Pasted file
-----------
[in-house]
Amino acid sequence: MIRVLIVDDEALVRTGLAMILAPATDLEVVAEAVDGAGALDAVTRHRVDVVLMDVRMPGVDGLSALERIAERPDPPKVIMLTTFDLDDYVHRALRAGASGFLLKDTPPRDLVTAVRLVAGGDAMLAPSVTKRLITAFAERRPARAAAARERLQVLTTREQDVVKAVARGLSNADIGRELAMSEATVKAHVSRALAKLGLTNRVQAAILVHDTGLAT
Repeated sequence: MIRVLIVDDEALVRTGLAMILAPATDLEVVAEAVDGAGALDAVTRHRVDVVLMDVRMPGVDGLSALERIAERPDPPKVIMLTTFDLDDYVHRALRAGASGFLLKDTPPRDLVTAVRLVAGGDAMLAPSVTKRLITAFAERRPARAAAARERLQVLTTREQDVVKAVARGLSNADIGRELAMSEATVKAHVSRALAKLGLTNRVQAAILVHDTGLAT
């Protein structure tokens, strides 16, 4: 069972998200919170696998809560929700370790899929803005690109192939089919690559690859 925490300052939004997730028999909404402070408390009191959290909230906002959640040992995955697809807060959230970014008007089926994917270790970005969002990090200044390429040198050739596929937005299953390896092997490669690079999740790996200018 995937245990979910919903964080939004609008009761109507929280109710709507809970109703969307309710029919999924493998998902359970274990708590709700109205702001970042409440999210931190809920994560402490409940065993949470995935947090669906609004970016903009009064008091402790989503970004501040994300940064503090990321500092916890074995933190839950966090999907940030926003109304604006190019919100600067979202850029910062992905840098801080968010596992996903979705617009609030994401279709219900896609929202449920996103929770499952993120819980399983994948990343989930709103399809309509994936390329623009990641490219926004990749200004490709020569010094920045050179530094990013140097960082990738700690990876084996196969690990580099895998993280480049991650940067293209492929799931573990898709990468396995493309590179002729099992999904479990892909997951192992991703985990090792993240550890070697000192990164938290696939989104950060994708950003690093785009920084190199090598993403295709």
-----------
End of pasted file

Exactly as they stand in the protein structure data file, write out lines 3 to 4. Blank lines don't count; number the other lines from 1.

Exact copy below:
Repeated sequence: MIRVLIVDDEALVRTGLAMILAPATDLEVVAEAVDGAGALDAVTRHRVDVVLMDVRMPGVDGLSALERIAERPDPPKVIMLTTFDLDDYVHRALRAGASGFLLKDTPPRDLVTAVRLVAGGDAMLAPSVTKRLITAFAERRPARAAAARERLQVLTTREQDVVKAVARGLSNADIGRELAMSEATVKAHVSRALAKLGLTNRVQAAILVHDTGLAT
């Protein structure tokens, strides 16, 4: 069972998200919170696998809560929700370790899929803005690109192939089919690559690859 925490300052939004997730028999909404402070408390009191959290909230906002959640040992995955697809807060959230970014008007089926994917270790970005969002990090200044390429040198050739596929937005299953390896092997490669690079999740790996200018 995937245990979910919903964080939004609008009761109507929280109710709507809970109703969307309710029919999924493998998902359970274990708590709700109205702001970042409440999210931190809920994560402490409940065993949470995935947090669906609004970016903009009064008091402790989503970004501040994300940064503090990321500092916890074995933190839950966090999907940030926003109304604006190019919100600067979202850029910062992905840098801080968010596992996903979705617009609030994401279709219900896609929202449920996103929770499952993120819980399983994948990343989930709103399809309509994936390329623009990641490219926004990749200004490709020569010094920045050179530094990013140097960082990738700690990876084996196969690990580099895998993280480049991650940067293209492929799931573990898709990468396995493309590179002729099992999904479990892909997951192992991703985990090792993240550890070697000192990164938290696939989104950060994708950003690093785009920084190199090598993403295709």